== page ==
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Thread: Horace and Pete - Louis CK's anti-TV episodic drama

  1. Horace and Pete - Louis CK's anti-TV episodic drama

    So this show has finished "airing" and I think it's worth talking about. In fact, I dare say it's one of the best shows this year.

    Horace and Pete is Louis CK's latest show, produced in absolute secrecy, and released without promotion or even basic information as a direct download on Louie's website. Despite offers of financing, the show was personally financed by Louie and put him millions in debt, all as part of this grand experiment to tell a story to an audience completely cold, without expectation. There was no synopsis, no cast list, no trailer, nothing. Just a title, and a link to buy.

    In short, it's a self-contained 10 episode dramatic series, about two brothers, Horace and Pete, who run a bar in Brooklyn that has been in the family for generations. Episode length varies from around 35 to 65 minutes. Here's some of what makes this such an interesting show:

    1. It has an incredible cast. Steve Buscemi, Edie Falco, and Alan Alda all get starring roles, and there are some great supporting roles from the likes of Jessica Lange, Laurie Metcalf, Reg E Cathey, Steven Wright... Pretty much everyone in this is a name actor or comic.
    2. It's aggressively un-cinematic, in opposition to modern TV. This is shot multi-camera like an old-school sitcom or, more relevantly, theatrical shows like Playhouse 90. It's performed straight through, with very little editing outside of camera switching, so what you see is a real-time performance as it was shot, and it's more like watching a live performance of a play than typical TV show. It feels strange at first, but it forces actors to live in the moments they've created, and it leads to some really great performances, and places the viewer "in the moment" in a way most single-camera TV doesn't. Some episodes even have "intermission" breaks like a play.
    3. It's not a comedy. It's not even a dramedy. It may even be a tragedy. While it has its funny moments, it's not a funny show. It's not the kind of thing one would expect from Louis CK, but it does justify the all-star acting talent. Even Louie gives a great performance.
    4. It's world moves when the cameras aren't on. Each episode was shot the week it was released, and often reference current events of the week as a way to anchor each episode in the present. A week has passed between each epsiode, and some of the series most important events happen between episodes, off camera. The show is like a series of snapshots, rather than attempt to jump across the major beats of a story in a tightly edited, cinematic fashion.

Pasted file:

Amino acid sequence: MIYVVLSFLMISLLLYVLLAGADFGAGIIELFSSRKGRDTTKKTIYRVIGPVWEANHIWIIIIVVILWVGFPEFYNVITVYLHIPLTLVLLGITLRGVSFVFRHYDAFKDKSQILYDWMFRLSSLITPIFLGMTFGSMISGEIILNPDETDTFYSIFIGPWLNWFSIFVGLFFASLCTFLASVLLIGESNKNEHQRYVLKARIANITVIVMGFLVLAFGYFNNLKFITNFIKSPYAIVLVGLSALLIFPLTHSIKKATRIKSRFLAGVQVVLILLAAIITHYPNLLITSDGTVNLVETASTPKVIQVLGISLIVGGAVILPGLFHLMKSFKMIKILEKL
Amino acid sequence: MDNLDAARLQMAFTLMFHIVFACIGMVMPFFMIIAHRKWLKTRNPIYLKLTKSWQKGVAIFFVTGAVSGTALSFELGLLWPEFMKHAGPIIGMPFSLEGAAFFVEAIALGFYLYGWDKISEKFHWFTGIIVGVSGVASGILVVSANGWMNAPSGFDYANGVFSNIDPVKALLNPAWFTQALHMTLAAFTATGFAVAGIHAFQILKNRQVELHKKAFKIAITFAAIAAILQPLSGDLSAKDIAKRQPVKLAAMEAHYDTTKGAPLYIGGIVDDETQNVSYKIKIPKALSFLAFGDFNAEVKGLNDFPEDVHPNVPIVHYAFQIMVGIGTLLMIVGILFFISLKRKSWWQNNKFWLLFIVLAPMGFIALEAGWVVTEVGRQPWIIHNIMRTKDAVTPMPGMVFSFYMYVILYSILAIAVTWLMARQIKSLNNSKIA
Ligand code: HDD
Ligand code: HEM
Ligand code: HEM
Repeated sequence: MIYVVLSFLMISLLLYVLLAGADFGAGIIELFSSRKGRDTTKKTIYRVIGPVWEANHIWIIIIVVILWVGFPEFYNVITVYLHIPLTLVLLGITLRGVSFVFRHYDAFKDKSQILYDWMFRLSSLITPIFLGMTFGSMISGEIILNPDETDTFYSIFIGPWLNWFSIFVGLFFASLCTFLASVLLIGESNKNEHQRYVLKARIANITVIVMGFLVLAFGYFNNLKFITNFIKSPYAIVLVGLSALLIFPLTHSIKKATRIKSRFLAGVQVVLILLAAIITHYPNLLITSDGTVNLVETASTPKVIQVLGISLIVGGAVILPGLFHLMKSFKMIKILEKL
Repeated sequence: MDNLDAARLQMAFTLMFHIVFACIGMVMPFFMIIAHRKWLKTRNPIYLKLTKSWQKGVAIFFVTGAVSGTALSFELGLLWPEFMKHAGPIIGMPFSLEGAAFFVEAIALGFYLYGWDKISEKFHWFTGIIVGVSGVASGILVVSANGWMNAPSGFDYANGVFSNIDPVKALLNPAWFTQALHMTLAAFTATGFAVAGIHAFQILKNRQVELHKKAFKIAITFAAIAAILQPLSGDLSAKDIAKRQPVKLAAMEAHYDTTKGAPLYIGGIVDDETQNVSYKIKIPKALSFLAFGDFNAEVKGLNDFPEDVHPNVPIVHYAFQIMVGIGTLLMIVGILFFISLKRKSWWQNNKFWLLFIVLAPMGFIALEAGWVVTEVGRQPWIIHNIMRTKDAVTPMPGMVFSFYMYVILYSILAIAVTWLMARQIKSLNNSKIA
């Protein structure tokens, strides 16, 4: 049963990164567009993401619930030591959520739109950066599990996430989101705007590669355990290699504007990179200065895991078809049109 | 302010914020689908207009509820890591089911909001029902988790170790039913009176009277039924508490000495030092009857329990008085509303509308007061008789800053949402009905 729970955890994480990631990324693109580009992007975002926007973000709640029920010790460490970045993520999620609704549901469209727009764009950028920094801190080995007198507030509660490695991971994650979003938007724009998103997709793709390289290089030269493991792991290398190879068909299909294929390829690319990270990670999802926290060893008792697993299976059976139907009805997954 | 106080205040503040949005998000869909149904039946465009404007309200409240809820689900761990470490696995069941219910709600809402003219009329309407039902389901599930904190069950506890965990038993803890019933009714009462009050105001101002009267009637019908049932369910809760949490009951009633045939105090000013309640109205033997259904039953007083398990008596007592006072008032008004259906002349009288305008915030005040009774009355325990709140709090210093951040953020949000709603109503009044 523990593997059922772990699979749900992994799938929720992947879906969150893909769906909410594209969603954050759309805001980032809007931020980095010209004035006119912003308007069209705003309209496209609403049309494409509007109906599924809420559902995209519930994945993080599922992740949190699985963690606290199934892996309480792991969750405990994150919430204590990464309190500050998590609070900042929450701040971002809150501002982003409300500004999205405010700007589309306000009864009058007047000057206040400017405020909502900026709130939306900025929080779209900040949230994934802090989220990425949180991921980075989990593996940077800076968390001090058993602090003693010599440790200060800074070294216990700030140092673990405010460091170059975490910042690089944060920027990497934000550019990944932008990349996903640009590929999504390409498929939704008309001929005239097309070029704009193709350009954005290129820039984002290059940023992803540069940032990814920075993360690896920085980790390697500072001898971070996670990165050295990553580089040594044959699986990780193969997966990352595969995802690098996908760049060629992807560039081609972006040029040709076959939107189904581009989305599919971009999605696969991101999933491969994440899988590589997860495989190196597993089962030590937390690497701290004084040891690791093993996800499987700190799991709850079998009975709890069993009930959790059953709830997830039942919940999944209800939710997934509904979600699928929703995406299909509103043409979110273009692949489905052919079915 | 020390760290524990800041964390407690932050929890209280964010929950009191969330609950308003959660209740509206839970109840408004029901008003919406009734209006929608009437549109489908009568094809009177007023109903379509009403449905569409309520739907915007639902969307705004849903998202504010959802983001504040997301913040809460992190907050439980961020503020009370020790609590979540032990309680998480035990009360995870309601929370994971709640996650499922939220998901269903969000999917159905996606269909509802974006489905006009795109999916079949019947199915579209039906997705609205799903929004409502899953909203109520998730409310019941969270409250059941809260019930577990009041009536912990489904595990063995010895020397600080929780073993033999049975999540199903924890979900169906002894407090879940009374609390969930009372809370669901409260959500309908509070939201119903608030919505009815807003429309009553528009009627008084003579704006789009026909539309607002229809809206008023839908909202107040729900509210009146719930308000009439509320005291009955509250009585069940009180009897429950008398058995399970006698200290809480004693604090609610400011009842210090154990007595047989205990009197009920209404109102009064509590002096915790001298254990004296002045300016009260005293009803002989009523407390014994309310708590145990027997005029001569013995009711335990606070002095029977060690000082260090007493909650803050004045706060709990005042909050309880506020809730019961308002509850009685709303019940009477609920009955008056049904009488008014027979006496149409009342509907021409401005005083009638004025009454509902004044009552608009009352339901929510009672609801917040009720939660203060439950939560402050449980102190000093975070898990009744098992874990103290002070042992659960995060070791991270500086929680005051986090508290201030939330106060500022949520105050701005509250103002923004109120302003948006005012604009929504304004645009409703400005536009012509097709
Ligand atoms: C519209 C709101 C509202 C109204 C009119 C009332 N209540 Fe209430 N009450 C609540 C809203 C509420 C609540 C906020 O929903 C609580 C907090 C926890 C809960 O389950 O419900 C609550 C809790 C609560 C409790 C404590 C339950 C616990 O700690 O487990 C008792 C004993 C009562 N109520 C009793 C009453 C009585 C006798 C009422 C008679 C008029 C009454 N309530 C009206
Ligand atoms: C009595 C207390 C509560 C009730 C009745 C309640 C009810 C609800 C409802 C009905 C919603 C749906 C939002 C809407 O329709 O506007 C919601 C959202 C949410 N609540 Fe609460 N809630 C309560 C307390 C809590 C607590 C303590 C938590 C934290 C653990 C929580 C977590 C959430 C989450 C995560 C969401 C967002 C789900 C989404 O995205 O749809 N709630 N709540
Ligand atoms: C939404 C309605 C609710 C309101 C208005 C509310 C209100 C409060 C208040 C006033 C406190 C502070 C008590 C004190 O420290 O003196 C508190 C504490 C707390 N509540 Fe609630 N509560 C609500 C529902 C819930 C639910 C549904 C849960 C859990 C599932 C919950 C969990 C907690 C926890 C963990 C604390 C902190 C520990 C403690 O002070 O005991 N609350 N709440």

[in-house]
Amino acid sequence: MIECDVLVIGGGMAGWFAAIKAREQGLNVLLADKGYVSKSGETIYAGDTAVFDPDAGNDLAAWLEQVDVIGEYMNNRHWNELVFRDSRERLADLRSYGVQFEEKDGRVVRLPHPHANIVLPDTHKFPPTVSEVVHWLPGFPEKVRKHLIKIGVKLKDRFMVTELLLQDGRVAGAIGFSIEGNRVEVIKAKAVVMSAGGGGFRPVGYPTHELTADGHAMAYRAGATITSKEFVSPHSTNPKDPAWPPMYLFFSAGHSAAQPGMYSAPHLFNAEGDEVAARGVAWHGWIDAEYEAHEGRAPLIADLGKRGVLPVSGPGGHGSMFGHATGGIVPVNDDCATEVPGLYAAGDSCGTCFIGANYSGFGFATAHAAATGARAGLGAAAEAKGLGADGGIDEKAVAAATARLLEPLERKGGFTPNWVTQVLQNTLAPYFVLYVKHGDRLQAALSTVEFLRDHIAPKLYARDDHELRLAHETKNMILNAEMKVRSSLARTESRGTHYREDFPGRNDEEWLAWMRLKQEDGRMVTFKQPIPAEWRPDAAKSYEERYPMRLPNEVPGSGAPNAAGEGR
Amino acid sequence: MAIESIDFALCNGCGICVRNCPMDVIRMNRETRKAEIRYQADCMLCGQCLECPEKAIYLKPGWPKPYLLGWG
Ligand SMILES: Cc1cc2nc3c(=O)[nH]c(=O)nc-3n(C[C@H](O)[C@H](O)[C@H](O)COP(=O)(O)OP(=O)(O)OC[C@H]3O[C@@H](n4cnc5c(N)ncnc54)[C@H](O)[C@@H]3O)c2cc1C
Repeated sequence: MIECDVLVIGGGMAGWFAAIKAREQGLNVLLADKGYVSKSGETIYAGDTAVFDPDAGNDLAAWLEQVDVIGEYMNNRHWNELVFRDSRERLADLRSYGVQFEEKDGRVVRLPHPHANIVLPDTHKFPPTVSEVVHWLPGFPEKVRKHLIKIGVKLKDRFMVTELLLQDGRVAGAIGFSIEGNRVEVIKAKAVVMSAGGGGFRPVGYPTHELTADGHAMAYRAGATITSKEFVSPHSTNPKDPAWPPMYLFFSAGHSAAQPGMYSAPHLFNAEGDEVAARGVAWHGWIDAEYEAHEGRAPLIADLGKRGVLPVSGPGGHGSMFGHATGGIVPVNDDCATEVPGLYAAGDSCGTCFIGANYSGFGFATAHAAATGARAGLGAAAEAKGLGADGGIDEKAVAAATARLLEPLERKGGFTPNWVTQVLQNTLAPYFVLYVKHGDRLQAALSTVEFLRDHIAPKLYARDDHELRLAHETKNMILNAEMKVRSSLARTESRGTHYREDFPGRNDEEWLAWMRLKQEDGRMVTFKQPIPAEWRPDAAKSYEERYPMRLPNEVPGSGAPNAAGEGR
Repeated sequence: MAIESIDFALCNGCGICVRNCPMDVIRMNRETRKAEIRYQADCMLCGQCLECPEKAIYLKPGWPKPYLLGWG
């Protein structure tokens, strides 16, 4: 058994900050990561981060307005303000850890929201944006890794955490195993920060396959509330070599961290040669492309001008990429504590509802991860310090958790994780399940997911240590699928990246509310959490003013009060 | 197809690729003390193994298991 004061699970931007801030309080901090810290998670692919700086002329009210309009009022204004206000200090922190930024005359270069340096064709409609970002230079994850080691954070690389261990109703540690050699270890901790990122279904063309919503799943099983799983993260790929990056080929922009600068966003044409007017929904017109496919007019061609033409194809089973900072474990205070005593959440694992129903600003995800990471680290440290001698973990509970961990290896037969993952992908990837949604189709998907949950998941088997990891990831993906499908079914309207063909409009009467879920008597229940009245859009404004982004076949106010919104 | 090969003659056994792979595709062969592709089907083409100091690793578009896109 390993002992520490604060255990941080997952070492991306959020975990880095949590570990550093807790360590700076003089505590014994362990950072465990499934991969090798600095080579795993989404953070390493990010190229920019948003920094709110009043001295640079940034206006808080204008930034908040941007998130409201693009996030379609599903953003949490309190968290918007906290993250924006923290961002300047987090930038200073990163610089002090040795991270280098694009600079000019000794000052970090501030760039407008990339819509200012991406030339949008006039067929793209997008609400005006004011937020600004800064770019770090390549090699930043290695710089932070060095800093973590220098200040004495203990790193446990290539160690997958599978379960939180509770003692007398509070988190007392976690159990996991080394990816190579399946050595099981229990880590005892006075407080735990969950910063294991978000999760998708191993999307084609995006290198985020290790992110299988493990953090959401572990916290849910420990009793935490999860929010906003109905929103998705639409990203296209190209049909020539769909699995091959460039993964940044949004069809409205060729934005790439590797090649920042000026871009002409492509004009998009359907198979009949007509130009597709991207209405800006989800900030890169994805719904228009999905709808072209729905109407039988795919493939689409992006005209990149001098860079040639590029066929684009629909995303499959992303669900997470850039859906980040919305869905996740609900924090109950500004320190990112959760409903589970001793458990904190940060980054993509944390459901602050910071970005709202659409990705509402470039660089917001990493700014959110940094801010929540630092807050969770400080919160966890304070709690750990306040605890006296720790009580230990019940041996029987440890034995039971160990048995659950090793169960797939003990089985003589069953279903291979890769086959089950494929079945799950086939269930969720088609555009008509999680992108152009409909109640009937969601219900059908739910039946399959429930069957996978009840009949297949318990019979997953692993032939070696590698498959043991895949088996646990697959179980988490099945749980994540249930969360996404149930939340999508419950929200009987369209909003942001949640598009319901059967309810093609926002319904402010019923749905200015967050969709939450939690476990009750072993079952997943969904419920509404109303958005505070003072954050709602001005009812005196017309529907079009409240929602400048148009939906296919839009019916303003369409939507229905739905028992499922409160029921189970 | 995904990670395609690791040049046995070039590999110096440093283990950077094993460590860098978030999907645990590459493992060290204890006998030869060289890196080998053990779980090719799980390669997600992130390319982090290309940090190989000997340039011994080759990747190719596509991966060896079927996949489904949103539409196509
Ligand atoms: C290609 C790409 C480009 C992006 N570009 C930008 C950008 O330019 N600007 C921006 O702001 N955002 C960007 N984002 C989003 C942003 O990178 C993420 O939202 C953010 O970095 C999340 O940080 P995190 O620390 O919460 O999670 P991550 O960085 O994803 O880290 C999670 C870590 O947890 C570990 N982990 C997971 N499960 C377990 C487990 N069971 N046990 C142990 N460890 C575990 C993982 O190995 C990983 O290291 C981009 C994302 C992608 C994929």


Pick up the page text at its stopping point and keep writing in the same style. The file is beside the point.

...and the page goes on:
5. Paul Simon did opening and end theme, but there's very little music apart from that, and some occasional source music. There is no "score" to speak of, again reinforcing the sense that this is a broadcast play.


    Anyway, it's a really bold, really different show, well worth checking out. Its quiet release is kind of bizarre, and doesn't seem like good business, but Louie was probably right that no network would have allowed him to make a show like this that tosses out so much of the conventional wisdom of TV.
    Last edited by Frogacuda; 25 Apr 2016 at 11:10 AM.

  2. It's a solid show, but I crack up every time Paul Simon is singing.

    Quote Originally Posted by Paul Simon
    hooooooooOOOOOOOOOOOOOOOOOoooooooyyyyyah
    Quote Originally Posted by Fe 26 View Post
    No one uses sigs.

  3. I thought he was singing "Hell no"

  4. That one time, yes. But he also says heeeeyooooooah and woooooOOOOOOOOOOOoooooaaaah. I can't even take it, it pulls me right out of whatever is happening.

    My dad mailed me his old Fender acoustic, and I've taken to chasing Rebecca around the apartment with it while playing and "singing" this song at her.

    All of you should absolutely watch this show though, it's real deal good.
    Quote Originally Posted by Fe 26 View Post
    No one uses sigs.

  5. #5
    I have only seen the first episode so far but it was really good. Alan Alda was especially funny. It could have been edited down by 10 to 15 minutes, though.

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